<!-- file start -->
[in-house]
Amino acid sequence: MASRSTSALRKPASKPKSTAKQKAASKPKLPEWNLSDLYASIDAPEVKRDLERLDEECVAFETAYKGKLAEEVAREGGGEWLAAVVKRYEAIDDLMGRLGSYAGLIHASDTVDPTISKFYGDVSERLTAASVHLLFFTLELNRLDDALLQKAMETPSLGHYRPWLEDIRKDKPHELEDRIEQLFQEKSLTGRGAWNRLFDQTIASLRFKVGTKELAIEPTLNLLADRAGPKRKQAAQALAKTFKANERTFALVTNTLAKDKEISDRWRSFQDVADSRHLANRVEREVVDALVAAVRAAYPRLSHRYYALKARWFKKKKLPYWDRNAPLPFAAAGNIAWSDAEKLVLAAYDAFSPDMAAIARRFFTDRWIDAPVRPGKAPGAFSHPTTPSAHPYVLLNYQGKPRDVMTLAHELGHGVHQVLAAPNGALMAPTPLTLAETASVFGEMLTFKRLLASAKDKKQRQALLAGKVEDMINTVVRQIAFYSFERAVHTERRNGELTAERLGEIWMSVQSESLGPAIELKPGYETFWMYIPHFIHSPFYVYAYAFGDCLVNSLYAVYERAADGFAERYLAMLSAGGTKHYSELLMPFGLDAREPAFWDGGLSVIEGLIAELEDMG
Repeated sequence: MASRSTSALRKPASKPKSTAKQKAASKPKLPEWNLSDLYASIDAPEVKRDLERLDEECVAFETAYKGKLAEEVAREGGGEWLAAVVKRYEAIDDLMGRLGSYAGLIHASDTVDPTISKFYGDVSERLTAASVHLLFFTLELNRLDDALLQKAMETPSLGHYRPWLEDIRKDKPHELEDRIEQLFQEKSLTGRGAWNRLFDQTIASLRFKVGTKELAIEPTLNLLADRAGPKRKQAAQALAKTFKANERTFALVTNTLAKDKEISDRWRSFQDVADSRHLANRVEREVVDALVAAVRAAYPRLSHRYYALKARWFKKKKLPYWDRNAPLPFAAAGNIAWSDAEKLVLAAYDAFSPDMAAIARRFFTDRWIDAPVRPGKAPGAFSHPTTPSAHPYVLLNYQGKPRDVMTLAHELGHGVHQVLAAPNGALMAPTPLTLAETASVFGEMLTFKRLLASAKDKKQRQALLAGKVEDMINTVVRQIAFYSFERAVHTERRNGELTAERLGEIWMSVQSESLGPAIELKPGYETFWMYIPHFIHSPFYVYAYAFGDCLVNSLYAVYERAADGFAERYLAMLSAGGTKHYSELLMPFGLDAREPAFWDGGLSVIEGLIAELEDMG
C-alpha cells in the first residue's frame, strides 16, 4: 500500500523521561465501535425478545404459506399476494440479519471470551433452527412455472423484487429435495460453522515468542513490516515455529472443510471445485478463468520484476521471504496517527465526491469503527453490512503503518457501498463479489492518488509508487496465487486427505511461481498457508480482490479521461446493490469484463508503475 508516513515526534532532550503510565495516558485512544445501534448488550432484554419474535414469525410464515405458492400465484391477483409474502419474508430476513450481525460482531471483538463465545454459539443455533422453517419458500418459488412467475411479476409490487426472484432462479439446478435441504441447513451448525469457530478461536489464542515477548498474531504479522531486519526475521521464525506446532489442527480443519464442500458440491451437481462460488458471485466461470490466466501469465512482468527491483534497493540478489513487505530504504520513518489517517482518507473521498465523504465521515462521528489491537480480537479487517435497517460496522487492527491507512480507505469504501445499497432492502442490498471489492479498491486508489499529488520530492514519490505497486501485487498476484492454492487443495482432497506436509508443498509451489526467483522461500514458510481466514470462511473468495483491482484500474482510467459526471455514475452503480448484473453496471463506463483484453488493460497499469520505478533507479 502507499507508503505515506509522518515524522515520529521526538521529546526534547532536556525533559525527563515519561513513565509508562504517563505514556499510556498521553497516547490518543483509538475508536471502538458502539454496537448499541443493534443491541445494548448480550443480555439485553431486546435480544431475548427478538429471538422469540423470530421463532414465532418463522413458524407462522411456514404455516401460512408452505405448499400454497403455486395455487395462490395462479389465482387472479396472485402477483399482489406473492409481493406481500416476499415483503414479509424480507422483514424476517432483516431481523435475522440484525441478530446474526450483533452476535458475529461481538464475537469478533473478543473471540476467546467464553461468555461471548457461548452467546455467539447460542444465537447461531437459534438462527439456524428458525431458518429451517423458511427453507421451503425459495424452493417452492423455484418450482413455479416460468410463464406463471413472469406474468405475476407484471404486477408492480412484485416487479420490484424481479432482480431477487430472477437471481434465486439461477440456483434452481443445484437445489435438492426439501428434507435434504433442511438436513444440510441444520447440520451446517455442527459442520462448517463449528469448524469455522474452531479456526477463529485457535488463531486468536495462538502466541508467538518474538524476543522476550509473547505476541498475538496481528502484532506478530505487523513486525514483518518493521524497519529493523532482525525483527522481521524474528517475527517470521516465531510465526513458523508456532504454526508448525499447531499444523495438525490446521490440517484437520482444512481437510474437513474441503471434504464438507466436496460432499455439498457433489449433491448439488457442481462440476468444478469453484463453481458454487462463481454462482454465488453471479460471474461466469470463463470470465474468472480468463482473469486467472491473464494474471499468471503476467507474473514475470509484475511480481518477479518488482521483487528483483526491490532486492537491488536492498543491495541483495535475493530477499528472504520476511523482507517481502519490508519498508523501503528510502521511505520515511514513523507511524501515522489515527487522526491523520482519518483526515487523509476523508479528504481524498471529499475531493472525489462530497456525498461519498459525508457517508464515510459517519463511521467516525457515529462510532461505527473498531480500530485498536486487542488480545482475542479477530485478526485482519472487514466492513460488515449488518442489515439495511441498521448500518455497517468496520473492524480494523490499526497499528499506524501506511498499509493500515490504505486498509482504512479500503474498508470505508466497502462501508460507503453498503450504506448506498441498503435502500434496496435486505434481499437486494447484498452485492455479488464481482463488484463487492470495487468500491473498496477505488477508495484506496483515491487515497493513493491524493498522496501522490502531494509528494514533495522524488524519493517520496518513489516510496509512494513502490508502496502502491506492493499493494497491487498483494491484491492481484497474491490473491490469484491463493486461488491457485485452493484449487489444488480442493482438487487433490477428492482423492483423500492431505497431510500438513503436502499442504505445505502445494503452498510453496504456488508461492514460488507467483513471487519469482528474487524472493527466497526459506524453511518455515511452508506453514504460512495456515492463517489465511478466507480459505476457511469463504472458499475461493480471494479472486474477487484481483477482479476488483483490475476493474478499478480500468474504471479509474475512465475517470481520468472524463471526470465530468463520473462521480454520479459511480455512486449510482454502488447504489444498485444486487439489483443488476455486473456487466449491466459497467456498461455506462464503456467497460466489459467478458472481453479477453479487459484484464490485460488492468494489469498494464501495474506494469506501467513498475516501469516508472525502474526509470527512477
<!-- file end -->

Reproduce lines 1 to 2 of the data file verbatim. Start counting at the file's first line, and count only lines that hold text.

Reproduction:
[in-house]
Amino acid sequence: MASRSTSALRKPASKPKSTAKQKAASKPKLPEWNLSDLYASIDAPEVKRDLERLDEECVAFETAYKGKLAEEVAREGGGEWLAAVVKRYEAIDDLMGRLGSYAGLIHASDTVDPTISKFYGDVSERLTAASVHLLFFTLELNRLDDALLQKAMETPSLGHYRPWLEDIRKDKPHELEDRIEQLFQEKSLTGRGAWNRLFDQTIASLRFKVGTKELAIEPTLNLLADRAGPKRKQAAQALAKTFKANERTFALVTNTLAKDKEISDRWRSFQDVADSRHLANRVEREVVDALVAAVRAAYPRLSHRYYALKARWFKKKKLPYWDRNAPLPFAAAGNIAWSDAEKLVLAAYDAFSPDMAAIARRFFTDRWIDAPVRPGKAPGAFSHPTTPSAHPYVLLNYQGKPRDVMTLAHELGHGVHQVLAAPNGALMAPTPLTLAETASVFGEMLTFKRLLASAKDKKQRQALLAGKVEDMINTVVRQIAFYSFERAVHTERRNGELTAERLGEIWMSVQSESLGPAIELKPGYETFWMYIPHFIHSPFYVYAYAFGDCLVNSLYAVYERAADGFAERYLAMLSAGGTKHYSELLMPFGLDAREPAFWDGGLSVIEGLIAELEDMG